In yesterday's blog I told you about U.S. 45 starting in the U.P. and ending in Mobile, Alabama, a distance of 1330 miles. Today, we found the following sign relaying information about U.S. 41 which starts in Copper Harbor, Michigan, and ends in Miami, Florida, a distance of 1990 miles. So even though the Keweenaw Peninsula feels like it's in the middle of nowhere, it's actually the beginning or terminus of two different U.S. highways!
Ft. Wilkins State Historic Park was our campground of choice. Pull-through site 142 in the west campground was the perfect size for our 5th wheel and truck. It was mostly level too! Electricity is the only hook-up in your site, but there is fresh water as well as a dump station along the entrance road. There are also restrooms and showers. This park is so dark at night that without a lantern or flashlight you can't find your vehicle. (Remember what I told you about the number of bears in the Upper Peninsula? I wasn't planning to go outside without a light.)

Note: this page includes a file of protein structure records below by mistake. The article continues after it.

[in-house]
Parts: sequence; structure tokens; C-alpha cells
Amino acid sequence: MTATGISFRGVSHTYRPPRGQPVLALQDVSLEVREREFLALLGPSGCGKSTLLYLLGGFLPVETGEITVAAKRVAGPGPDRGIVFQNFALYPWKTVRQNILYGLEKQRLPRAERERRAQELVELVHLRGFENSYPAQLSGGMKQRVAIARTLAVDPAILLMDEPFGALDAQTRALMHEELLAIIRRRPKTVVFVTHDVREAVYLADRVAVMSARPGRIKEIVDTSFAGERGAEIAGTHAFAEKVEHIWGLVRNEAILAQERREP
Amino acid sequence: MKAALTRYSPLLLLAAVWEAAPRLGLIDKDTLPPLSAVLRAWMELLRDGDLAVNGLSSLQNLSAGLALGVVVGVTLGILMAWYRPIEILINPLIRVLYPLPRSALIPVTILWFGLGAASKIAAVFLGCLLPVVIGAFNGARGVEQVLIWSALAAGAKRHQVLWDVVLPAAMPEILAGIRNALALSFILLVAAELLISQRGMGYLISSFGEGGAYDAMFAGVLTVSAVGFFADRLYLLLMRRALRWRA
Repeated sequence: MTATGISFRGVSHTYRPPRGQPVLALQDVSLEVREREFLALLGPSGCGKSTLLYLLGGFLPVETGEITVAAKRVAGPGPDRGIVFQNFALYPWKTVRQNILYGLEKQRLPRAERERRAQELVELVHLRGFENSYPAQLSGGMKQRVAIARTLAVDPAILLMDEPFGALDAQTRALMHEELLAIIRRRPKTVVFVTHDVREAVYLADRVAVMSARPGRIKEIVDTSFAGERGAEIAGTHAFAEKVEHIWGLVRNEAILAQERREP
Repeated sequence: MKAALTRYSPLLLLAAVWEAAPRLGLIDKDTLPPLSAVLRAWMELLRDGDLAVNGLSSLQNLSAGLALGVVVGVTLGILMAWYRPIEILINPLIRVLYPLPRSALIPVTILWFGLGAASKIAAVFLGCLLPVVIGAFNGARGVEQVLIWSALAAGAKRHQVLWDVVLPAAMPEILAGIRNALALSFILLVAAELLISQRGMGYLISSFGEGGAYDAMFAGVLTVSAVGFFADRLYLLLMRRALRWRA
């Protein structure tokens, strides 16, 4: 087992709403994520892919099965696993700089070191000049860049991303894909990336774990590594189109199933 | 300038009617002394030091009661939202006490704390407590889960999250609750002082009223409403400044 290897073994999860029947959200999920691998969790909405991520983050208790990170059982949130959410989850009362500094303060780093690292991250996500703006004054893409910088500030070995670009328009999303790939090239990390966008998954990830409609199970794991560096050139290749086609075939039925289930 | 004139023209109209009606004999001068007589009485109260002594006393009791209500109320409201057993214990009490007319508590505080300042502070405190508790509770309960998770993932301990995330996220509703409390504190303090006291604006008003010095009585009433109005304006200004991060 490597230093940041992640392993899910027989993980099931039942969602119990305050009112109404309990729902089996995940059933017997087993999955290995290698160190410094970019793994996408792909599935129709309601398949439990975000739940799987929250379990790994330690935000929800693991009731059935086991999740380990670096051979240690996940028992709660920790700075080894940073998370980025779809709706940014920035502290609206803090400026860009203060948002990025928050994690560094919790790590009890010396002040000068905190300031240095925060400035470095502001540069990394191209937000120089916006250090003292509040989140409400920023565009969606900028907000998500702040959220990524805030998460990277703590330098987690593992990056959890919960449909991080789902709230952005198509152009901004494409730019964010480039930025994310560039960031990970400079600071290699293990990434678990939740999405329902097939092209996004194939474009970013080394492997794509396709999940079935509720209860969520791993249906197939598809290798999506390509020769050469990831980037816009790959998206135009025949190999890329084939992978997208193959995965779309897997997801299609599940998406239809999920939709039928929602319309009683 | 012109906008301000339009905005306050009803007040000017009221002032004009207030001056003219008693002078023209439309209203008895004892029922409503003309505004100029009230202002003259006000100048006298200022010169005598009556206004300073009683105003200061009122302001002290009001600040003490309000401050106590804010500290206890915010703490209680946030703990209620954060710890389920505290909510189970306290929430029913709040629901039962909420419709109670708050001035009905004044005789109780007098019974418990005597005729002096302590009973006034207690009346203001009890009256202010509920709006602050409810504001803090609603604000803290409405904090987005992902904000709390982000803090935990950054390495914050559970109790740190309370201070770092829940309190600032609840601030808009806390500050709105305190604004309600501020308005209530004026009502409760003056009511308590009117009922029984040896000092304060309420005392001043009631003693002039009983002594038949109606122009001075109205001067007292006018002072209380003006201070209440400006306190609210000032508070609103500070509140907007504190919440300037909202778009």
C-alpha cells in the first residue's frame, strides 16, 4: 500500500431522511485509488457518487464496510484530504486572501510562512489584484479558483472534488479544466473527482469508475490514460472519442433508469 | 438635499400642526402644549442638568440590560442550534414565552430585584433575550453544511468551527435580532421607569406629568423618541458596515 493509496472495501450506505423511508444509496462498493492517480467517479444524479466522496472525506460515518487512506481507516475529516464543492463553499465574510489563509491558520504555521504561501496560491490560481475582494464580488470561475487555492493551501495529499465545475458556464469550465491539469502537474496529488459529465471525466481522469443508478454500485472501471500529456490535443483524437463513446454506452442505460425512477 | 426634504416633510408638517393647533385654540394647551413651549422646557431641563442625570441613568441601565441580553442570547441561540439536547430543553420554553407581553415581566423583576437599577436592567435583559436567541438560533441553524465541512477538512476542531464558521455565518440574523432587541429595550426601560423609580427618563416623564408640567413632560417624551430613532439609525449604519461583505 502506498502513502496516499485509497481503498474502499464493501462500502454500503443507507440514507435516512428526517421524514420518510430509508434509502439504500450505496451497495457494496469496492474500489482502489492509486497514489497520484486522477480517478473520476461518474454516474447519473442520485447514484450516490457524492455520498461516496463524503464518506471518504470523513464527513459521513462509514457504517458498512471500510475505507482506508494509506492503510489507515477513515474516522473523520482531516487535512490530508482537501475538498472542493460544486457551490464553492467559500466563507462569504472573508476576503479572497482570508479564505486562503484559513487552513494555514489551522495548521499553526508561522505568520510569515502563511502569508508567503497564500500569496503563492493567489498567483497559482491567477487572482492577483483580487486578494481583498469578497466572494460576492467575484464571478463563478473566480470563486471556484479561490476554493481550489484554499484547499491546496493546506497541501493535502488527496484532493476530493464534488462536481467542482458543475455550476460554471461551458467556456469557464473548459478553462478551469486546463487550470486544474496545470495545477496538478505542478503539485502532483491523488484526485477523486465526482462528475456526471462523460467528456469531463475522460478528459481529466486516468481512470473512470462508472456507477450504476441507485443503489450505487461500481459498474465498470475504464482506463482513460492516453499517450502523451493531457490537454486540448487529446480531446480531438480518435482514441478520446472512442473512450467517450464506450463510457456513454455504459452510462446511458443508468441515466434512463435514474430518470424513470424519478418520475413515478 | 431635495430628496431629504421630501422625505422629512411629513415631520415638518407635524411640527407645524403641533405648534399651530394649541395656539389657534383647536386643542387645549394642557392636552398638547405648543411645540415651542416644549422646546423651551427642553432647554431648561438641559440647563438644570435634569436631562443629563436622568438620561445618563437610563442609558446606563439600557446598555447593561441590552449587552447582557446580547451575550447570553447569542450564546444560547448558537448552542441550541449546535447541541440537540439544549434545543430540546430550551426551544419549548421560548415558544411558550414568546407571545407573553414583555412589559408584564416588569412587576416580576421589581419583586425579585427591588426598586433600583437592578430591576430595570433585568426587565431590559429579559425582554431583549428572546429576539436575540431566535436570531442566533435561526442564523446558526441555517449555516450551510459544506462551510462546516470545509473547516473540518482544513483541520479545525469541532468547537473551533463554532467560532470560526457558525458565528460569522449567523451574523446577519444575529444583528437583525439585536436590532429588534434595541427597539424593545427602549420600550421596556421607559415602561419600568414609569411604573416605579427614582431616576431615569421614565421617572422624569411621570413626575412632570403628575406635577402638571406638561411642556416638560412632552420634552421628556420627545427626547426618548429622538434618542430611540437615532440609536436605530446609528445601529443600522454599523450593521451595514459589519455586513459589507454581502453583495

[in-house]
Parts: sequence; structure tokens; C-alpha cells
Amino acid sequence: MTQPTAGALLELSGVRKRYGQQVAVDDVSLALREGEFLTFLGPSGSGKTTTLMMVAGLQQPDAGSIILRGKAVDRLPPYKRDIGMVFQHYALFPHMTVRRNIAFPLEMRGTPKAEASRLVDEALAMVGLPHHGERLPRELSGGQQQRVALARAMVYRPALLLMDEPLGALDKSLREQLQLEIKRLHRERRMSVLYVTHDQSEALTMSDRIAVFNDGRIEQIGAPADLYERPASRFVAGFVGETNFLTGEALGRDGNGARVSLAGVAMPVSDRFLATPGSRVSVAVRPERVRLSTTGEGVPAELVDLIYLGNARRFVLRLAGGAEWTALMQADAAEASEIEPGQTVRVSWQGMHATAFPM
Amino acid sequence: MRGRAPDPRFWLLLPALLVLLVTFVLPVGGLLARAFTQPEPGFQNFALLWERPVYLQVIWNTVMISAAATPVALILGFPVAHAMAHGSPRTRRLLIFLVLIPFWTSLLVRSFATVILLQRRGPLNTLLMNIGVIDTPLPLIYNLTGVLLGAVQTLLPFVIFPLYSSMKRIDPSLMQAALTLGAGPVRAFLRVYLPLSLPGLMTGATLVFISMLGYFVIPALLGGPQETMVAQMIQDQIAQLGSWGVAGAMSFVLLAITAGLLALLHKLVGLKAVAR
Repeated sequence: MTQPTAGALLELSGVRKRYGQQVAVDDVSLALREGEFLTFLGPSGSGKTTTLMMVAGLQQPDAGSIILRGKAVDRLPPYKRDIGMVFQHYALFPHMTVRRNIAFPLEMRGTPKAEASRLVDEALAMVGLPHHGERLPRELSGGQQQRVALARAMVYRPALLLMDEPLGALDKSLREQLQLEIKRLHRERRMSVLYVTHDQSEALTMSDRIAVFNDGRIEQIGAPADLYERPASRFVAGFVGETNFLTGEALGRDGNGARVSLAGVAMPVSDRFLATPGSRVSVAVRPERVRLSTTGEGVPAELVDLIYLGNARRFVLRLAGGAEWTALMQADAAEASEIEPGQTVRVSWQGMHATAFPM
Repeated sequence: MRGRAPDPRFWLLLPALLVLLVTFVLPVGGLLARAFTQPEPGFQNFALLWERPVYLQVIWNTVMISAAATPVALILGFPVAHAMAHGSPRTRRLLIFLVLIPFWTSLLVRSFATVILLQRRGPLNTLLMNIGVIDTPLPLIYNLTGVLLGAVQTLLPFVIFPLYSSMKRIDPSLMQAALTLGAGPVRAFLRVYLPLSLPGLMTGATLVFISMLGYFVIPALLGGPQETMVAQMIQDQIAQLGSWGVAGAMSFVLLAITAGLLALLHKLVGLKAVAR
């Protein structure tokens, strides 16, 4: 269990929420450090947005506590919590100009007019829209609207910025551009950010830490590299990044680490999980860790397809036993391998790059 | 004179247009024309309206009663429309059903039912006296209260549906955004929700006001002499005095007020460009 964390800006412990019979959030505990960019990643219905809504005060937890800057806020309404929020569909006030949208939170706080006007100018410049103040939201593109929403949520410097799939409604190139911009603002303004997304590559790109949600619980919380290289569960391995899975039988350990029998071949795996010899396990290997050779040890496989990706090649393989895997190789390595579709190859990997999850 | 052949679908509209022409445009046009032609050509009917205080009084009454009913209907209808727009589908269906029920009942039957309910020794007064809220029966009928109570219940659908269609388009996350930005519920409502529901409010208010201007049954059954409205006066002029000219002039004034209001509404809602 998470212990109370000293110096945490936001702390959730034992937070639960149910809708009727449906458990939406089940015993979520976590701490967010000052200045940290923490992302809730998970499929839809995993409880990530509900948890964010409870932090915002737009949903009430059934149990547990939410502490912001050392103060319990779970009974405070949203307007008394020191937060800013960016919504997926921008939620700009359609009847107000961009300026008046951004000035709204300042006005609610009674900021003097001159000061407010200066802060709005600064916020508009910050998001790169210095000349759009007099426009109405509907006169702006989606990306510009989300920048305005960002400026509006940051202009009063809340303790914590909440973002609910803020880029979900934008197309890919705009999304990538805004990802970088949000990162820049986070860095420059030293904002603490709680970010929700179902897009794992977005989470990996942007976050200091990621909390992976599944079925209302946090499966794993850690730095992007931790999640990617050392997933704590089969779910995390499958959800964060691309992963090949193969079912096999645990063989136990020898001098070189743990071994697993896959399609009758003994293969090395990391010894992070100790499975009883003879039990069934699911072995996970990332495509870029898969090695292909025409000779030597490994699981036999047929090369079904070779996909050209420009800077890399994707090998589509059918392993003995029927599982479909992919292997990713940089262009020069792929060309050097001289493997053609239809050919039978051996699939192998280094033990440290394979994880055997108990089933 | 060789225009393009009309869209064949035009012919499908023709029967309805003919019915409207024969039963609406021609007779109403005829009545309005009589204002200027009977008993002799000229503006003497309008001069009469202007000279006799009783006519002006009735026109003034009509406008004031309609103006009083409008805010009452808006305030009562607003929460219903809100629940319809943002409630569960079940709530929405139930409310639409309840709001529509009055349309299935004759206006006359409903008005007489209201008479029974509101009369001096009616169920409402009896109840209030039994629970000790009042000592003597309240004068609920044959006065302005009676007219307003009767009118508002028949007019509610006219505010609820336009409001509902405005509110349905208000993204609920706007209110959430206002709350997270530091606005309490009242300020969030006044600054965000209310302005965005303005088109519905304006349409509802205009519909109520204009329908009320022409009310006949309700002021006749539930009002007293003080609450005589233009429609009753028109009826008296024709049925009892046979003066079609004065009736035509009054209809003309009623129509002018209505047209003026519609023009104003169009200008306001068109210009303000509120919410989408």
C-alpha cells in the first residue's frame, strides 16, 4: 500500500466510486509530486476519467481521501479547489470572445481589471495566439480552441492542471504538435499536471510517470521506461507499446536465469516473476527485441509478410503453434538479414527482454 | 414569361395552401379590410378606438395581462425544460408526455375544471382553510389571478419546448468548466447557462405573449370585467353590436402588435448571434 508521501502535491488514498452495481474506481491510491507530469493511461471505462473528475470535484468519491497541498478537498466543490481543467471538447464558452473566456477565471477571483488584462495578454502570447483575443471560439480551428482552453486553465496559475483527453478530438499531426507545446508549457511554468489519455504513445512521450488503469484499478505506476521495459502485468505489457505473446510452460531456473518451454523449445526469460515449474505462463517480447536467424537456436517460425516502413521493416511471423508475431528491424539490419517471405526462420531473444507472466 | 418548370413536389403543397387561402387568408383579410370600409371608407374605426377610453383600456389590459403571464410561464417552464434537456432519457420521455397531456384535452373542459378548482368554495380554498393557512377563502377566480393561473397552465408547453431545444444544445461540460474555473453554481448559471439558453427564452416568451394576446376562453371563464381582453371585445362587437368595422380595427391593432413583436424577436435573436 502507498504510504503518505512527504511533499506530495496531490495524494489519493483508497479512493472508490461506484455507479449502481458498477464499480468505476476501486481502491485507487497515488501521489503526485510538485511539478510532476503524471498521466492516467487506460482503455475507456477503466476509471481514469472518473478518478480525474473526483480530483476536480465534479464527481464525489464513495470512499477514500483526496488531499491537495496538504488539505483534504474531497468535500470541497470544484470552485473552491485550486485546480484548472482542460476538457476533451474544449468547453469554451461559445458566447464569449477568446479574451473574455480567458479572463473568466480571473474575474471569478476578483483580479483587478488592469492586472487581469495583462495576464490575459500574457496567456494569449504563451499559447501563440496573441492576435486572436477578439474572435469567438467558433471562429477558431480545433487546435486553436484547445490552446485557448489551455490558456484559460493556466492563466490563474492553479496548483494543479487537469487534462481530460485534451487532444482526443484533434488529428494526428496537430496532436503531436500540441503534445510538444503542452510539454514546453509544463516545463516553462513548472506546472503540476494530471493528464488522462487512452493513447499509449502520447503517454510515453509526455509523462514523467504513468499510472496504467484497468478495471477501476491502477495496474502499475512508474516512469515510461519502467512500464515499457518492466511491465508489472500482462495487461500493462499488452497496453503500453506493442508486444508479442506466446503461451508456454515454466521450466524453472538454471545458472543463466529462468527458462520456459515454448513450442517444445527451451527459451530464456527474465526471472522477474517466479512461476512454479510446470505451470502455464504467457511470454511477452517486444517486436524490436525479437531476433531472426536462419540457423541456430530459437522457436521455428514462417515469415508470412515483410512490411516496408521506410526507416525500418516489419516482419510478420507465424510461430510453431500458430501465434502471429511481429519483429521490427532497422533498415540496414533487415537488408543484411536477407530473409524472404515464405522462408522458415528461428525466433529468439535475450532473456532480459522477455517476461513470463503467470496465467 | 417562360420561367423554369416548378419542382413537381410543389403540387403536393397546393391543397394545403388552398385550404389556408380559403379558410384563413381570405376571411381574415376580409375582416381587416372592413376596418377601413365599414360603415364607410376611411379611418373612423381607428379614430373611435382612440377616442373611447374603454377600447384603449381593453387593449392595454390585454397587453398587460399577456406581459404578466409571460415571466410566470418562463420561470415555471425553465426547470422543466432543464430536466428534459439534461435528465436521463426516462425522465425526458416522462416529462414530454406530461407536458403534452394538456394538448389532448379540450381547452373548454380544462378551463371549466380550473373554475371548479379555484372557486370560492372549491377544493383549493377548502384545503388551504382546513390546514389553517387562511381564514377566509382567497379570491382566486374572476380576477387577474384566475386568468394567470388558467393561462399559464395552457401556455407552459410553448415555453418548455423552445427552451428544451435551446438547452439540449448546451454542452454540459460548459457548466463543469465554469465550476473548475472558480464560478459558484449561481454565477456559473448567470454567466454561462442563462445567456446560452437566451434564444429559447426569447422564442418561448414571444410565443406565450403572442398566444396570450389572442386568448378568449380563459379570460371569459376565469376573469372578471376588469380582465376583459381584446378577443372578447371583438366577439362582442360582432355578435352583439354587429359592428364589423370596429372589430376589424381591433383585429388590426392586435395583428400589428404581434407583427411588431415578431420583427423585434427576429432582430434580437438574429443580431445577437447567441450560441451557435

|Ft. Wilkins Historic State Park Campground|
|Site 142, West Campground|
Our weather on Tuesday was great. No rain, 63 degrees. From the campsite we could hear the buoy bell out on Lake Superior. Oh, I forgot to mention that our campsite was directly across the campground road from Lake Fanny Hooe. Very pretty.
As soon as we were set up, we walked to Ft. Wilkins Historic State Park, once an active U.S. Army post built to keep peace in Michigan's Copper Country. It was abandoned two years after it was started. The park has a restored 1884 army military outpost with 19 buildings open for tours. At this time of year there are no interpretive programs on the grounds.
|Bob in the powder magazine|
|Looking past officers quarters toward parade ground|
|Parade ground looking over Lake Fanny Hooe|
|The fort hospital|
|Looking toward the fort hospital and mess hall|
|This is where I would have worked|
|Bob trying his hand at playing a drum|
|The sutler (store)|
From Ft. Wilkins, it was a short walk across the road to a viewpoint of Lake Superior and the Copper Harbor Lighthouse.
|The ship John Jacob Astor wrecked on this point in September 1844.|
"Day is done, gone the sun..."
Travel Bug out.